This information does not contain all possible interactions or adverse effects. Visit the RxList Drug Interaction Checker for any drug interactions. Therefore, before using this product, tell your doctor or pharmacist about all your products. Keep a list of all your medications with you and share this information with your doctor and pharmacist. Check with your health care professional or doctor for additional medical advice, or if you have health questions or concerns.
What Are Warnings and Precautions for Pertuzumab?
Effects of drug abuse
- See “What Are Side Effects Associated with Using Pertuzumab?”
- See “What Are Side Effects Associated with Using Pertuzumab?”
- Decreases in LVEF have been reported with drugs that block HER2 activity; assess LVEF before initiation of pertuzumab and monitor regularly during treatment (see Dosage Modifications and Black Box Warnings)
- Fetal harm may occur when pertuzumab is administered to a pregnant woman (see Pregnancy)
- Infusion reactions have been associated with pertuzumab administration; observe patients closely for 60 minutes after the first infusion and 30 minutes after subsequent pertuzumab infusions (see Dosing Modifications)
- Severe hypersensitivity, including anaphylaxis, has been observed in clinical trials; monitor and treat appropriately if such reactions occur (see Contraindications and Dosage Modifications)
- Cases of possible tumor lysis syndrome reported; patients with significant tumor burden (e.g., bulky metastases) may be at higher risk; patients could present with hyperuricemia, hyperphosphatemia, and acute renal failure which may represent possible TLS; providers should consider additional monitoring and/or treatment as clinically indicated
Pregnancy & Lactation
- There is a pregnancy pharmacovigilance program for therapy administered during pregnancy, or if the patient becomes pregnant while receiving therapy or within 7 months following the last dose in combination with trastuzumab, health care providers and patients should immediately report exposure to Genentech at 1-888-835-2555
- Based on its mechanism of action and findings in animal studies, therapy can cause fetal harm when administered to a pregnant woman; there is no available data on the use of the drug in pregnant women; however, in post-marketing reports, the use of another HER2/neu receptor antagonist (trastuzumab) during pregnancy resulted in cases of oligohydramnios and oligohydramnios sequence manifesting as pulmonary hypoplasia, skeletal abnormalities, and neonatal death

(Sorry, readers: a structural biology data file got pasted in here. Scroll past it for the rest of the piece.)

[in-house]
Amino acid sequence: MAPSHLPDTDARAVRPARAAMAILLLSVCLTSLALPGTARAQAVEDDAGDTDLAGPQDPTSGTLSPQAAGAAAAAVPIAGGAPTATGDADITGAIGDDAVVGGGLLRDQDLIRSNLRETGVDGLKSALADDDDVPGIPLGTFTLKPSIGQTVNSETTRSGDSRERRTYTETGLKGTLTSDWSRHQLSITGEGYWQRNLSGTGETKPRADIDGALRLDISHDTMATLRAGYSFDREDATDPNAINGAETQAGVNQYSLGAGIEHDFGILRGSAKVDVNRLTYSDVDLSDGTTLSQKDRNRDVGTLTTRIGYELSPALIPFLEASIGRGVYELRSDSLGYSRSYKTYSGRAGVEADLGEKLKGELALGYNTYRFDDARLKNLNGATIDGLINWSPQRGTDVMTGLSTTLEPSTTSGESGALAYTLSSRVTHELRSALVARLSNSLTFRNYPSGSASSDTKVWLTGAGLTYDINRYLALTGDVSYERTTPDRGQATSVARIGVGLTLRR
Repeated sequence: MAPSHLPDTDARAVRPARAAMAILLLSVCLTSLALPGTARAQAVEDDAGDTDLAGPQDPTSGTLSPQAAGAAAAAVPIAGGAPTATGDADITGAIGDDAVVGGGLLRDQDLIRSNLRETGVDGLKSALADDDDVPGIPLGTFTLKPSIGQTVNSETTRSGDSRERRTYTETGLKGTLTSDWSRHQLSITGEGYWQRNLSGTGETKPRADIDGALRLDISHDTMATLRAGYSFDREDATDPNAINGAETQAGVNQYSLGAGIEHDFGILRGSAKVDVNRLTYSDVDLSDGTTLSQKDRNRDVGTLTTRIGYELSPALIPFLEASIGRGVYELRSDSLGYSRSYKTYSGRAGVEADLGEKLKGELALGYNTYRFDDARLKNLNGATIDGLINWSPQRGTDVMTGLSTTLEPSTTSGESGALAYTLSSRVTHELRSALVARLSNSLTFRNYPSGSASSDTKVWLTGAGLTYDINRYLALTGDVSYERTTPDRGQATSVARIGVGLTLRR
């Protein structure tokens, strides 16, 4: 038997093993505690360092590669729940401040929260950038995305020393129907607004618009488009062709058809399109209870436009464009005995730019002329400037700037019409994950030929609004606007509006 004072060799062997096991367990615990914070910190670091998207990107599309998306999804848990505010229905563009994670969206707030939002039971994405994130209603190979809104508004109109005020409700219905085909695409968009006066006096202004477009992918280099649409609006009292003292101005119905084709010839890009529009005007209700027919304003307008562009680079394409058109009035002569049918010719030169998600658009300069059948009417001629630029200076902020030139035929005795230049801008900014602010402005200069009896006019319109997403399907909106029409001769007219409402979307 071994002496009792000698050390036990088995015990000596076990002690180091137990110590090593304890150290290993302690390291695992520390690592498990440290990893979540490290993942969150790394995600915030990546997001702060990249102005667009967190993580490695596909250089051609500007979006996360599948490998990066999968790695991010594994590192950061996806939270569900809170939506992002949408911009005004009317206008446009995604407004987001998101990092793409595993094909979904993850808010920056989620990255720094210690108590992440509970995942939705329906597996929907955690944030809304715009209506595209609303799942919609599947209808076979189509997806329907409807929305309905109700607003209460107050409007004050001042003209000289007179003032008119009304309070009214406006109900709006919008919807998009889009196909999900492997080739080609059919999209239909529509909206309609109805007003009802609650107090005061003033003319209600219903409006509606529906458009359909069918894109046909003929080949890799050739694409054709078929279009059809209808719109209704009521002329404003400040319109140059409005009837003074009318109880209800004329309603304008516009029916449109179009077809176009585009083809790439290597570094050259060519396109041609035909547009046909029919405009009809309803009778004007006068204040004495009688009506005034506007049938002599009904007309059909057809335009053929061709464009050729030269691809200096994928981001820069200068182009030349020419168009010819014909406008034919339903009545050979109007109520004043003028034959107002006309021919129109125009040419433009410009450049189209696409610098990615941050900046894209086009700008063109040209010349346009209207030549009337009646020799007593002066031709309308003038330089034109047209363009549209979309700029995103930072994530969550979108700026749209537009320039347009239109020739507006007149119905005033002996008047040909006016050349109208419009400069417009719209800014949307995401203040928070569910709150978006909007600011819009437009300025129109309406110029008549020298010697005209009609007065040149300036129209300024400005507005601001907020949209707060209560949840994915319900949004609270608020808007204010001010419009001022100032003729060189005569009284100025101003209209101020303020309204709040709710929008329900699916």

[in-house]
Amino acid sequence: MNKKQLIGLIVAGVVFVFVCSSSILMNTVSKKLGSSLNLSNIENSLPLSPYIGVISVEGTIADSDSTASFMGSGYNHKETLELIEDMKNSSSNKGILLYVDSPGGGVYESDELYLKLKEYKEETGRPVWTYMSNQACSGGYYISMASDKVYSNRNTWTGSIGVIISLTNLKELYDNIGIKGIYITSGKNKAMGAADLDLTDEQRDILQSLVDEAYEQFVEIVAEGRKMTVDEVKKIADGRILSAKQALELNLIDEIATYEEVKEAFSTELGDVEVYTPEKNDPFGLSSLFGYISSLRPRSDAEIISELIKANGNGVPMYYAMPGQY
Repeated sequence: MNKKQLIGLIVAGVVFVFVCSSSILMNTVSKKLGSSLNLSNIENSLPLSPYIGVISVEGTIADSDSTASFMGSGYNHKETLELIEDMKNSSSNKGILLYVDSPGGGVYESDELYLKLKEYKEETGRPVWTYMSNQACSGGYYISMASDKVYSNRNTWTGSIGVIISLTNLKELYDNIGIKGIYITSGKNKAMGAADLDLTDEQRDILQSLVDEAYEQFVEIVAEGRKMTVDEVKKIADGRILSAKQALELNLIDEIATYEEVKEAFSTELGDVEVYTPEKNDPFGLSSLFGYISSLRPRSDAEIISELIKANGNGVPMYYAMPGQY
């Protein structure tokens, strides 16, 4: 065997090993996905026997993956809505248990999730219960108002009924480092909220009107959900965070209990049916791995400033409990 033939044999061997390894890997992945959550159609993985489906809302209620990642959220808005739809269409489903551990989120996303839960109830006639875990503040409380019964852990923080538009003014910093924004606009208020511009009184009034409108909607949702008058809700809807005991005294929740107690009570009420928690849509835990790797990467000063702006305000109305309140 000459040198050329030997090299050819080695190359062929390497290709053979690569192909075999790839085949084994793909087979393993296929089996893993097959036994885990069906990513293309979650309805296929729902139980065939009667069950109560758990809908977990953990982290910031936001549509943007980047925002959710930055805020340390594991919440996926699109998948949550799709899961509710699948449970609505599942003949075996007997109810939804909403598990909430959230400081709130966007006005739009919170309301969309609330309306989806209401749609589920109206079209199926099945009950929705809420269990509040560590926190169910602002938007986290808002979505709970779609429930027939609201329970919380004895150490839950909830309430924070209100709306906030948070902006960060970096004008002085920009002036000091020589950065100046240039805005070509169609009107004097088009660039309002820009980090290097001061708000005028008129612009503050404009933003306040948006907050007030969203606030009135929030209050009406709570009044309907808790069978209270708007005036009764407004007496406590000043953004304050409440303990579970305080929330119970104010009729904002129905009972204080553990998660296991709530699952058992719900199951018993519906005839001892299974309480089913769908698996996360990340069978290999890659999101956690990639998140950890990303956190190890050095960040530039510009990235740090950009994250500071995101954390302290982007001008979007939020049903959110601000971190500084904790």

- Monitor women who received the drug in combination with trastuzumab during pregnancy or within 7 months before conception for oligohydramnios; if oligohydramnios occurs, perform fetal testing that is appropriate for gestational age and consistent with community standards of care
- Verify pregnancy status of females of reproductive potential before initiation of therapy
- Based on the mechanism of action and animal data, the drug can cause embryo-fetal harm when administered during pregnancy; advise females of reproductive potential to use effective contraception during treatment and for 7 months following the last dose in combination with trastuzumab
- There is no information regarding the presence of the drug in human milk, effects on the breastfed infant, or milk production; published data suggest that human IgG is present in human milk but does not enter neonatal and infant circulation in substantial amounts; consider developmental and health benefits of breastfeeding along with mother’s clinical need for treatment and any potential adverse effects on the breastfed child or from the underlying maternal condition; consideration should also take into account elimination half-life of pertuzumab and a trastuzumab washout period of 7 months